The government should either scrap the current inheritance tax (IHT) system or make significant changes to make it simpler and fairer, according to a new report from Grant Thornton.
The firm is calling for a full review after it found that far fewer people are liable to pay IHT than is commonly thought.
A survey of 400 homeowners with properties valued at more than £250,000 found a high level of confusion about who pays the tax with 62% believing they are liable when just 3% of UK estates were subject to IHT in 2010/11, according to HMRC.
Francesca Lagerberg, head of Tax at Grant Thornton, said: "We extrapolated the best features from similar tax regimes in other European countries that could be appropriate for the UK and came up with a number of options to improve the system. We then used the survey as a barometer to test how they may be viewed.
Some of the key findings were:
- 86% supported introducing an exemption for the main residence
- Replacing IHT with 'green taxes' was the most popular option (41%)
- A combination of progressive rates that vary by relationships to the deceased and the size of the inheritance was also popular (29%)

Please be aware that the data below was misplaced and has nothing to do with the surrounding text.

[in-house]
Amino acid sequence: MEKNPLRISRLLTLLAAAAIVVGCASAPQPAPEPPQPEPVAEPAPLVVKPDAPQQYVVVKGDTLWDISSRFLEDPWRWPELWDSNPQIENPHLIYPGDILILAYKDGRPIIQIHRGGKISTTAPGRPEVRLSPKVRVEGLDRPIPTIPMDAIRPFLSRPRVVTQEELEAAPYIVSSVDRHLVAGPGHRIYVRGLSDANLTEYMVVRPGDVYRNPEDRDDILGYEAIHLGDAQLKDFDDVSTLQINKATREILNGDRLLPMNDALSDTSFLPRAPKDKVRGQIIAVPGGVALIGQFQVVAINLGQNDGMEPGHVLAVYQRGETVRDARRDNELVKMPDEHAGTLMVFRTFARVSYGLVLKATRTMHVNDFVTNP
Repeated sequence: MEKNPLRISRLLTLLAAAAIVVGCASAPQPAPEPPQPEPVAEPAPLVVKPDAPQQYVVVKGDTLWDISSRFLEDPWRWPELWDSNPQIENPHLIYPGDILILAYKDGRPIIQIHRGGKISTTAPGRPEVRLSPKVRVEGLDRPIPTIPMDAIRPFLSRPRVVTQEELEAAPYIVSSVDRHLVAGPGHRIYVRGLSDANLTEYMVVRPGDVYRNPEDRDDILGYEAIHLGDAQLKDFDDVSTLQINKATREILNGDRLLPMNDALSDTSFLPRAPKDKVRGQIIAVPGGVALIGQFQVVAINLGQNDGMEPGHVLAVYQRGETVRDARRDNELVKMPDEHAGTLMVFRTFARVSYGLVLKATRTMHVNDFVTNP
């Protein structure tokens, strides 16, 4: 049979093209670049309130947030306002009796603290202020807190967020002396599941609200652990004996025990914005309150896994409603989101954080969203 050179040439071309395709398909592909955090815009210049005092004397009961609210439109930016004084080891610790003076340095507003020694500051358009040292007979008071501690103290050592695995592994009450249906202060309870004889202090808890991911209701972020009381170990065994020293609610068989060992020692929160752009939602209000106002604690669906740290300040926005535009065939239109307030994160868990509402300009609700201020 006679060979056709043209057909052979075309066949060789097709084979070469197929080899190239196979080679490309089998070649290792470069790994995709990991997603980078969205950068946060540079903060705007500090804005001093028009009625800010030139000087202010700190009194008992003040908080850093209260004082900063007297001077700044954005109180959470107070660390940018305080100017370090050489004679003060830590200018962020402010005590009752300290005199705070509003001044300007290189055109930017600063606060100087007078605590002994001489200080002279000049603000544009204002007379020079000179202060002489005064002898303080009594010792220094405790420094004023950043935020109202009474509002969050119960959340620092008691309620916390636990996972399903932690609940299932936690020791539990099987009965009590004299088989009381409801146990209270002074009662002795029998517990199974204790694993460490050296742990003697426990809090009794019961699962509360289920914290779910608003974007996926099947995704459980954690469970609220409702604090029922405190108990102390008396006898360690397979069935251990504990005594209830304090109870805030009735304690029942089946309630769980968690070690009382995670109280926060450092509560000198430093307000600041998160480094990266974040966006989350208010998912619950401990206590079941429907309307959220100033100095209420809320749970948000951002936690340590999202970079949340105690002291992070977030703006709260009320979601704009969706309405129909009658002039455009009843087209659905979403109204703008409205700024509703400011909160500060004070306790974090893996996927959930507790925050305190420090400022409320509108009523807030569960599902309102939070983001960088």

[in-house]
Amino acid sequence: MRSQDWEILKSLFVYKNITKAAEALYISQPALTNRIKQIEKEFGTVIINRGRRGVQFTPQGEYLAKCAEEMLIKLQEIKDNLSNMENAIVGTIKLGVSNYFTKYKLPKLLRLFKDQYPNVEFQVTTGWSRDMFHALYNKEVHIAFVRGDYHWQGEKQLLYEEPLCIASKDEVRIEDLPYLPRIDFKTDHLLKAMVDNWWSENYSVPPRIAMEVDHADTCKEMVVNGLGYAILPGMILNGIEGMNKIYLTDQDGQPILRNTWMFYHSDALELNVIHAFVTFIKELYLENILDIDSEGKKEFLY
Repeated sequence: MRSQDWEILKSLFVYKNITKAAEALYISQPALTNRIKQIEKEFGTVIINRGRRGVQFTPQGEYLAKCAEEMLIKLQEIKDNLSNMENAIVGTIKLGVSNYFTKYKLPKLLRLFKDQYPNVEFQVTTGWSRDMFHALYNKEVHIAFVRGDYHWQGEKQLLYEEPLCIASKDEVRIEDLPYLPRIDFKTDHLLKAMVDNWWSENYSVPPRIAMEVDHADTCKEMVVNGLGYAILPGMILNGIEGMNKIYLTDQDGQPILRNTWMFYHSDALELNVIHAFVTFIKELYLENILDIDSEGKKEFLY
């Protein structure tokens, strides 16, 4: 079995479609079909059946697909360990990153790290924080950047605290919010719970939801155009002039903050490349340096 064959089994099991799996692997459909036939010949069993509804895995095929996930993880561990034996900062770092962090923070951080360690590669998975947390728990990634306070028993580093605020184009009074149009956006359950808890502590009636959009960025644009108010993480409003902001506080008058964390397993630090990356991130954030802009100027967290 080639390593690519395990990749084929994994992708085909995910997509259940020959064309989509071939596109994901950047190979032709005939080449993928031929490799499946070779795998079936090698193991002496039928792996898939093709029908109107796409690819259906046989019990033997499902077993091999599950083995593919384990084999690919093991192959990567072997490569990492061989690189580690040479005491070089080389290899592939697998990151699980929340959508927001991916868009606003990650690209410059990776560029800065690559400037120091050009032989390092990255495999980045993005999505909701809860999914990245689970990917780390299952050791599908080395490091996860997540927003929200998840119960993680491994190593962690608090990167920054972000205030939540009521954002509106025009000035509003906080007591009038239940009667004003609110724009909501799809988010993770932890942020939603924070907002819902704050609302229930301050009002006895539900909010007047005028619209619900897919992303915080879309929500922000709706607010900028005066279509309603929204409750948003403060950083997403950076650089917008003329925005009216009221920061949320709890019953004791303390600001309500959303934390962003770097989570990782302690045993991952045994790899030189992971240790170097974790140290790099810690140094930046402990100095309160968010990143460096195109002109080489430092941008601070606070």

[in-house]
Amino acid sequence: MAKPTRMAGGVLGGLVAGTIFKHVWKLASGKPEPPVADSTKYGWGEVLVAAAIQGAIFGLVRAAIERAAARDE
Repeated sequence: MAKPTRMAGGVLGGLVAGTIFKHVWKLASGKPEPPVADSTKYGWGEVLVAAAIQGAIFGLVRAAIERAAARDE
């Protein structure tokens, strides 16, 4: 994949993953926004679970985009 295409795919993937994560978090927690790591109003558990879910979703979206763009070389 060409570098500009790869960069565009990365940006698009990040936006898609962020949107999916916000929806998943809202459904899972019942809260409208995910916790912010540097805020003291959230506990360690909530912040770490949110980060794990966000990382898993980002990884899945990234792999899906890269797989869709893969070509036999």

- 65% did not support an annual tax on wealth, mirroring the income tax regime
- 59% disagreed with replacing IHT with capital gains tax on death
- 67% did not want to increase the basic rate of income tax by 1p to raise £3.9bn
Lagerberg added: “If IHT is to be retained in some form, serious consideration should be given to introducing a main residence exemption. We would welcome a full review of the system by the government and the Office of Tax Simplification."
The IHT issue has been hotly debated on AccountingWEB over the years, but Labour declined to tackle the issue head on. In the run up to the Budget, it remains unclear whether the coalition will be any braver.
Lagerberg told AccountingWEB that she would be surprised to see anything in the upcoming Budget, and in fact during the remaining parliament. "This is a much longer-term project, and perhaps something we'll see during a second term of office," she said. "However, I do think this is a good time to have an informal debate and go back to basics."